The phrase “kill your darlings,” coined by legendary author William Faulkner, reminds entrepreneurs to edit their pitches ruthlessly—or risk presenting a weaker pitch as a result. Don’t be afraid to get rid of extraneous verbiage or unnecessary info. Get rid of articles (the, a) and prepositions (about, around, after) that do little more than take up space. Like a movie script or a good novel, every sentence you write should push the narrative forward. 

Comparisons, metaphors, and analogies

People love when complex information is translated into digestible, comprehensible pieces. When it comes to making an impactful elevator pitch, comparisons, metaphors, and analogies will be your best friends. Use each of them to tell a colorful and engaging story about your business. Research suggests that storytelling is one of the most effective ways to generate brand interest—a must-have inclusion in your next pitch.

Construct a cadence

Whether you’re speaking, typing, or recording a video, be sure that your elevator pitch actually sounds good. Chunky sentences or confusing verb placements are anything but harmonic, and will keep audiences from getting totally invested with your brand. Try reading what you’ve written out loud, and identify problem areas that need smoothing.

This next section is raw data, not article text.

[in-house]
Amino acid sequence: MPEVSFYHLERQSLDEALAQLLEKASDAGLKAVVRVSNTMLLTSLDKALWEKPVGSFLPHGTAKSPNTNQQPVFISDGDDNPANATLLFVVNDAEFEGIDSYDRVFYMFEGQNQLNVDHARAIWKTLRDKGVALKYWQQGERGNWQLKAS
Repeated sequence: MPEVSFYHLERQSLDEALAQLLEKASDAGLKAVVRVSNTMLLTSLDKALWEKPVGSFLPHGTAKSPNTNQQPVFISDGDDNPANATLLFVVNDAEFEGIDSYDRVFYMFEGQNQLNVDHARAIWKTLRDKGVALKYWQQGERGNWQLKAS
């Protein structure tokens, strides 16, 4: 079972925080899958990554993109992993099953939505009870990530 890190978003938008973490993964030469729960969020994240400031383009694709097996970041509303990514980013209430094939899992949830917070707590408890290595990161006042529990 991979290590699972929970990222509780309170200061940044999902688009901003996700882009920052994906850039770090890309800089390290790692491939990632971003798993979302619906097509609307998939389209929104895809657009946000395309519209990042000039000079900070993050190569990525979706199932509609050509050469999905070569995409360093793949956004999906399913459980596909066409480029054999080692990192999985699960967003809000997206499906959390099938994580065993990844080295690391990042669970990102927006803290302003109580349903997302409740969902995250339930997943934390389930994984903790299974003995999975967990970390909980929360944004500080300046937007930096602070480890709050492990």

Simple elevator pitch templates for major audiences

Not all elevator pitches are created equal. Different hooks work best for different audiences, which advocate for unique concluding actions according to initial intent. It pays to be familiar with your listeners and desired outcomes in advance, which is why familiarizing yourself with multiple pitch templates is a surefire means of success.

There are three major audiences that entrepreneurs communicate with regularly: the business peer, the client, and the investor. 

The business peer

Whether you’re looking to partner up or just making the rounds at a networking event, elevator pitches should be used to engage and inspire entrepreneurs in your circle. Generalization is key, as is following a specific formula.